LEOMINSTER — There’s so much history in St. Mark’s Episcopal Church. Not just religious history, but art, architecture, and music as well, tied into the rich historical tapestry of the Twin Cities.
The church at 60 West St. in downtown Leominster turns 130 in June, occasioning an array of celebratory events open to the public from May through autumn, including a series of organ concerts, a walking tour of the area and family activities.
It was founded on June 11, 1893, by the Episcopal Church and Christ Church of Fitchburg and the Dioceses of Massachusetts as an alternative for Leominster millworkers in the industrial boom to not have to travel to Fitchburg for weekly services. They originally met at Fraternity Hall in Leominster, with 50 registered communicants for Sunday evening prayers and seventy children enrolled in the church Sunday school.
The actual church building was built in 1900 and consecrated in 1901. It was built by one of the first well-known female architects who is broadly considered one of the best architects of the early 20th century, Josephine Wright Chapman, born in Fitchburg in 1867.
The stone and wood Tudor Gothic church building and rectory were financed by church patron Minerva Crocker of Fitchburg, widow of a local paper manufacturer and U.S. congressman. F.M. Leavitt and Company did the granite stonework, which came from nearby Monoosnoc Mountain in Fitchburg, and contractor Albert E. Lyon did the wood construction.
Even the church’s stained glass windows were made by Charles J. Connick, who was a prominent painter, muralist, and designer best known for his preeminent work in stained glass, particularly in the Gothic Revival and Arts and Crafts styles.
Crocker also donated an E. & G. G. Hook Pipe Organ which is still in use and is known to be one of the finest tracker organs in New England, played by generations of well-known organists, including a local symphonist as its current regular player.
Even the bell in the church’s bell tower is historical, having been brought to Leominster from the USS Compass Island in 1980.
“St Mark’s has always invested in great talent” and the local community, and has contributed to the area throughout its existence, said James Normington, senior churchwarden.
Currently, the church has ministries such as growing vegetables for regional food pantries, Project Linus making blankets for pediatric and adult cancer patients, international relief efforts, an on-premises thrift shop (open for over 40 years), community meals, weekly dinner for family homeless shelters, hosts 12-step programs and more.
“Service is the cornerstone of our mission, ministry, and outreach”, says their website.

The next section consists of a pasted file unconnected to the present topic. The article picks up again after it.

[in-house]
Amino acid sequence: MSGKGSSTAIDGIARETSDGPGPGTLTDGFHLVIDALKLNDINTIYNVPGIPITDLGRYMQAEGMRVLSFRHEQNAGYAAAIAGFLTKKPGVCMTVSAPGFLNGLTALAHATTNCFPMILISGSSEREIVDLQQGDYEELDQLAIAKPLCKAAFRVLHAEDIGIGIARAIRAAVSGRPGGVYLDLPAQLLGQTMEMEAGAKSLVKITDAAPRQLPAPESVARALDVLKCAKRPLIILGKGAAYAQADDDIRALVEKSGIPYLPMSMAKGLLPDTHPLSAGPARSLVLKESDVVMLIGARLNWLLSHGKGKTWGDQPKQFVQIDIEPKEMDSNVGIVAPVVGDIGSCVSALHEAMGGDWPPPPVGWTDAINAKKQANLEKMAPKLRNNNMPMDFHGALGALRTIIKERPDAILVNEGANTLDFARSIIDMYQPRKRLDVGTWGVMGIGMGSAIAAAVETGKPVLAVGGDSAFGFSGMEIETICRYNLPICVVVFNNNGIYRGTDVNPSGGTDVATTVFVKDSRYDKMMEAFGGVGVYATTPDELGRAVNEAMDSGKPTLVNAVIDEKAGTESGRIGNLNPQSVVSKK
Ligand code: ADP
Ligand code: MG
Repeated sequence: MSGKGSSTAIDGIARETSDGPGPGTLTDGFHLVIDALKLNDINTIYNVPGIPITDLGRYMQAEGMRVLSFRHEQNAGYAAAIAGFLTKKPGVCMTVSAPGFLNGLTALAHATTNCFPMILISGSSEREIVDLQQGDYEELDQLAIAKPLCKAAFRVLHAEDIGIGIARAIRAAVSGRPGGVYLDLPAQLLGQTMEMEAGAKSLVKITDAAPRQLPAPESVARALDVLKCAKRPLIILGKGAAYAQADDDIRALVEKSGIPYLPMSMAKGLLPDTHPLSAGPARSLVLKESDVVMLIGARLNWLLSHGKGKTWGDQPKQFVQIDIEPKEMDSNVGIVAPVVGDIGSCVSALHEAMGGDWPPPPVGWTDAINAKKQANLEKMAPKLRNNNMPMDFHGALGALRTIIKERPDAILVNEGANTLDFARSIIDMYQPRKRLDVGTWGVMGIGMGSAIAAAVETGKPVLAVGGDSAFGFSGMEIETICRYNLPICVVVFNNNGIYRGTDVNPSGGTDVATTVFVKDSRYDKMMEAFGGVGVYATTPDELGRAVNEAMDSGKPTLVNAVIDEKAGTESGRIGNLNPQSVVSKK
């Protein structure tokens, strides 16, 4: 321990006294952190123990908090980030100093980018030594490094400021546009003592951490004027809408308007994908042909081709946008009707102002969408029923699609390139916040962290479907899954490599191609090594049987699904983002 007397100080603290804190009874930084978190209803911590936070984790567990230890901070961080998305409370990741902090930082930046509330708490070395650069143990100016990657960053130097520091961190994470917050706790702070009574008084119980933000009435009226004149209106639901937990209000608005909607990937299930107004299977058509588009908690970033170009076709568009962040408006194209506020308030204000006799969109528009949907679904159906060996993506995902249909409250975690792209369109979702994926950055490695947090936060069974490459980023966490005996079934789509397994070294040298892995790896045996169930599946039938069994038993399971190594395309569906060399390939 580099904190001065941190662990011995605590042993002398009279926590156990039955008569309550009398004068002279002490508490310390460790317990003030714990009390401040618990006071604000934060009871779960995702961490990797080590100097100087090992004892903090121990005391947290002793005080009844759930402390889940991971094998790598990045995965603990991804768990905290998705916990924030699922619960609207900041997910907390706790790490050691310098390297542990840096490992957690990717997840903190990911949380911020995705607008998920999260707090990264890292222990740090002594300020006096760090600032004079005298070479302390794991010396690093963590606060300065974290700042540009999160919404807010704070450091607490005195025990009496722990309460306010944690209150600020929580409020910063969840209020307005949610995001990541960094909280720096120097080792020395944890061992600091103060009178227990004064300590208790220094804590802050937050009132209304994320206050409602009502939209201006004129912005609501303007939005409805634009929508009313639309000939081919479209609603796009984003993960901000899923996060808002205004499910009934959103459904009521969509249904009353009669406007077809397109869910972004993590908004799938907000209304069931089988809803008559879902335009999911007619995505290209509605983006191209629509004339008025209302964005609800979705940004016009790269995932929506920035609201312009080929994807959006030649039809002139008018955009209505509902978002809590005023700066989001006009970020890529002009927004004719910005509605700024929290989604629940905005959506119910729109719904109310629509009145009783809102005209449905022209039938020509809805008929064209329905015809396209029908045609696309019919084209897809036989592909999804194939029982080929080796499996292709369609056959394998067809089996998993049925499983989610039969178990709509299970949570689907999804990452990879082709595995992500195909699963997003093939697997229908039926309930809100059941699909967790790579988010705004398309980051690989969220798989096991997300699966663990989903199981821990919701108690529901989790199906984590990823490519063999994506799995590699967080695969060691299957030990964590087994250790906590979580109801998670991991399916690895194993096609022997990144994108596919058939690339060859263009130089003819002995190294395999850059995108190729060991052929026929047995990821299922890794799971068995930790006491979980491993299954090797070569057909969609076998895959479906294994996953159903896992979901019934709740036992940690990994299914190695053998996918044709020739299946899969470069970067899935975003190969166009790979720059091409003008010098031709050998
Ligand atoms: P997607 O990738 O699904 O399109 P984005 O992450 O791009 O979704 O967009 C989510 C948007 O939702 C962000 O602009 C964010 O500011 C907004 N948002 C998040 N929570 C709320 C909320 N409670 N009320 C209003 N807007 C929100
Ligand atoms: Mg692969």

They also say they “adapt to the ever-changing world”, whether that is being open and welcoming to all or making worship more accessible due to events like the pandemic.
The first event to kick off the 130th-anniversary celebrations is a spring yard sale on Saturday, May 13 from 8 a.m. to noon, with another in the fall.
There will be a series of organ concerts, the opening being “A Festival of Hymns & Sacred Music” featuring musician, composer, scholar, and educator Robert Potterton III on Sunday, May 21 at 3 pm with $10 entry at the door. Other concerts will be in September, October, and November with dates to be announced.
June will bring a historic walking tour of the church and downtown Leominster to coincide with the city’s Heritage Month on June 24 starting at St. Mark’s at 11 a.m. with tickets costing $10 per person.
In September, there is a children’s party and magic show planned. The church will also continue to hold its annual church bazaar and regular community dinners throughout their celebratory seasons.
The church now has 600 members with 60-80 people attending their two weekly Sunday morning and Wednesday evening services. They offer both traditional and modern services as part of the international Anglican Communion, descendants of the Church of England and Church of Scotland, which some would describe as “Protestant, yet Catholic” due to their belief in the holy ghost, saints, and taking communion.
Their rector, who just arrived in the past month, is Rev. Aileen DiBenedetto, is also making history — she’s the first woman to lead the Parish. Prior to this, Father Jim Craig was rector for 24 years and Father Keith Mason was rector for 28 years before that.
Normington, the senior warden, said he is “the primary elected lay leader of the congregation, and serves as a principal liaison between the parish and the rector.” He is part of the “vestry”, which is a church board responsible for the Parish, that is chaired by the Rector, who is the senior clergyperson in the Parish. They answer to the Episicopalian Diocese canonically, but have democratic control of Parish matters.
St. Mark, the patron saint of the church, is the Evangelist, the writer of one of the four gospels of the Christian Bible. He’s the patron saint for notaries, attorneys, the incarcerated, glaziers, and stained glass artists; for Egypt, Infanta, the Philippines, Florida, the Ionian Islands, and several cities in Italy; lions; and against impenitence, insect bites, scrofulous diseases, and struma.
While honoring the past, St Mark’s continues to look toward the future.
“We are looking at investing in renewable energy and the possibilities of creating an EV charging station,” Normington said.
They’re also active on social media, with a website at stmarksleominster.org, Facebook @stmarks.leominster, and Instagram @stmarksleominster.